The S&P 500 is the most widely followed equity benchmark in the world. As of early June, the S&P 500 had $7.8 trillion following it with $2.16 trillion of that coming by way of exchange traded funds, mutual funds and other investment products, according to S&P Dow Jones Indices.
Of the seven largest U.S.-listed ETFs, including the two largest, three are S&P 500 tracking funds. That trio is comprised of the SPDR S&P 500 ETF (NYSEArca: SPY), the world’s largest ETF; the iShares Core S&P 500 ETF (NYSEArca: IVV) and the Vanguard 500 Index (NYSEArca: VOO). While these ETFs and other S&P 500 offshoots sound like they are carbon copies of each others, investors need to discover slight though important differences between various S&P 500 funds. [$7.8 Trillion Benchmarked to S&P 500]
The $11.1 billion Guggenheim S&P 500 Equal Weight ETF (NYSEArca: RSP) is one of the most popular alternative S&P 500 ETFs. RSP “holds the same 500 companies as IVV, but due to its equal-weighting approach and quarterly rebalance, the sector exposure is quite different than the market-cap weighted IVV. With the stakes of each company of equal size, Apple (NasdaqGS: AAPL) and Alleghany Technologies (NYSE: ATI) have the same impact on RSP’s returns, despite the $700 billion difference in their market capitalizations,” said S&P Capital IQ in a new research note.
RSP has generated an average annualized return of 9.4% over the past 10-years, whereas the market-cap-weighted S&P 500 Index has returned an average 8%.
While equal-weight ETFs have been more than legitimized over the years, some critics allege that the advantages of these products are solely tied to deeper exposure to small-caps and/or value stocks. However, three is an on an oft-overlooked driver of returns to equal-weight ETFs: Rebalancing. Efficient rebalancing of equal-weight ETFs, either sector or broad market funds, not only drives returns, but also helps these ETFs steer clear of concentration risk. [How to Evaluate ETFs]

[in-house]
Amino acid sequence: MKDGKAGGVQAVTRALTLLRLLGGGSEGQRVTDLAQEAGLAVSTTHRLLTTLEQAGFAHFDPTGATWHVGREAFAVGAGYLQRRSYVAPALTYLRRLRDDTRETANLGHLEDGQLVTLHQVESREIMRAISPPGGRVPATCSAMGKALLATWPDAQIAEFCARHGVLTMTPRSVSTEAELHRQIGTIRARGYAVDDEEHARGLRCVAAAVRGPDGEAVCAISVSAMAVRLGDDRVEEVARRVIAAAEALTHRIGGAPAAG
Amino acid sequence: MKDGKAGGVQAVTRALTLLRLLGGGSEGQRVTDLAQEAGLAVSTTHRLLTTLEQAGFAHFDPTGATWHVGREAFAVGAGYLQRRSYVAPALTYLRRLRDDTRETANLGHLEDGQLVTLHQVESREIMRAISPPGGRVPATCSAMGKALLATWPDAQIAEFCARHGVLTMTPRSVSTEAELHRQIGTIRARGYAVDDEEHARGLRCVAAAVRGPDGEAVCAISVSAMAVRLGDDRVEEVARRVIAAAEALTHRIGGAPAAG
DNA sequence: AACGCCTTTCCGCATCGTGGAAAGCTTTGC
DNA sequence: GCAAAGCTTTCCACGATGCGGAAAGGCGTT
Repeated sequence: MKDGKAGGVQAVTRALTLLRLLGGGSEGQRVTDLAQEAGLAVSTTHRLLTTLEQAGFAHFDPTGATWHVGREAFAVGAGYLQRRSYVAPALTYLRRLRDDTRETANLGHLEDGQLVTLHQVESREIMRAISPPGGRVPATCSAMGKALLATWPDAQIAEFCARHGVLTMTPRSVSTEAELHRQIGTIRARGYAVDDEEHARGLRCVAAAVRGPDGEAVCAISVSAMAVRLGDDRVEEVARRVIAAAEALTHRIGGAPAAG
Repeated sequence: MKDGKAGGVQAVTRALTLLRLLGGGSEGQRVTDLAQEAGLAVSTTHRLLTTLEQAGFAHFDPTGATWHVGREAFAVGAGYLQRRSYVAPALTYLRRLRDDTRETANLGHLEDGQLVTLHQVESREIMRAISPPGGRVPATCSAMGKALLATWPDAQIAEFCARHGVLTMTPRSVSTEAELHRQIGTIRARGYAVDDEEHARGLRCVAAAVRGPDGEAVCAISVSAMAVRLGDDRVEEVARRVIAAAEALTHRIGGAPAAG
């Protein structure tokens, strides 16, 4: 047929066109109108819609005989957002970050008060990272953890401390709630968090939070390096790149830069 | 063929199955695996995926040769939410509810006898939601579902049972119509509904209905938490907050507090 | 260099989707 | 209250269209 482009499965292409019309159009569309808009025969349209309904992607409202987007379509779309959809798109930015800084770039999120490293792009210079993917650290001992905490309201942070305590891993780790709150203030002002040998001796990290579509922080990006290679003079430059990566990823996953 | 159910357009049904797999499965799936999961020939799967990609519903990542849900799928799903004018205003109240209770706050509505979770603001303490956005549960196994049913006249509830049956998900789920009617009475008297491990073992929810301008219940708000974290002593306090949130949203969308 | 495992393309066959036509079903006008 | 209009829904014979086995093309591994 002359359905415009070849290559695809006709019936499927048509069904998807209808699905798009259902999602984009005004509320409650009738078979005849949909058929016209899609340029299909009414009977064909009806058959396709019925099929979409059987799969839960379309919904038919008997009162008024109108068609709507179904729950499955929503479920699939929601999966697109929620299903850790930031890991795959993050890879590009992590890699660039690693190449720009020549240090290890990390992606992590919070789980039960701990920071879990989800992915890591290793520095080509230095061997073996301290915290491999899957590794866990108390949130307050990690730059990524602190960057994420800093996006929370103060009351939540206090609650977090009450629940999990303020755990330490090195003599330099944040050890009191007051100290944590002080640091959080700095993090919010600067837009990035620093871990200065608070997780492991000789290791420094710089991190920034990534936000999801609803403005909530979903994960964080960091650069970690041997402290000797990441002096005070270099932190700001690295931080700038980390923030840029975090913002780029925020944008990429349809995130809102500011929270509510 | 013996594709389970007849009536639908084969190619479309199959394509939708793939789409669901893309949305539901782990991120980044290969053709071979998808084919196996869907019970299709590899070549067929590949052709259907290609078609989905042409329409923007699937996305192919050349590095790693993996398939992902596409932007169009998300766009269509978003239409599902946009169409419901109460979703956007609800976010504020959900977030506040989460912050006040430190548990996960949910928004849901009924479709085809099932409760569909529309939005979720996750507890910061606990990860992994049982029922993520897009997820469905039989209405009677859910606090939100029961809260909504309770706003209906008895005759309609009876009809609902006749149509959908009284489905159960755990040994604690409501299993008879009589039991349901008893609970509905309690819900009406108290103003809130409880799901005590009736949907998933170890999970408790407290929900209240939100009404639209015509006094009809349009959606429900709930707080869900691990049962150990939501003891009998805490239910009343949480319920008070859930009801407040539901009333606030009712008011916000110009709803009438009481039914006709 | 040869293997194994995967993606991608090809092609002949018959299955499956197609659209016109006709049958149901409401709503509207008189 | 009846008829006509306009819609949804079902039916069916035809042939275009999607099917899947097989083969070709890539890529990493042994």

The ALPS Equal Sector Weight (NYSEArca: EQL), home to $141 million in assets under management, is another well-known alternative to traditional S&P 500 ETFs.
EQL “takes a distinct approach to equal weighting the S&P 500 Index. EQL holds the nine Select Sector SPDRs, covering the 10 sectors of the S&P 500 index (telecom services is part of the technology ETF). While it also rebalances every three months like RSP, the sector exposure it provides is different than it is for RSP and for IVV,” according to S&P Capital IQ. [All Sectors the Equal-Weight Way]
In addition, EQL received an Overall 4 Star Morningstar Rating as of February 28, 2015 against 34 of U.S. ETF Large Blend Funds based on risk adjusted returns, according to a statement issued by ALPS. EQL applies equal weighting to the nine sector SPDR ETFs from State Street Global Advisors.
EQL is up 60% over the past three years.
Guggenheim S&P 500 Equal Weight ETF
Tom Lydon’s clients own shares of RSP, SPY and IVV.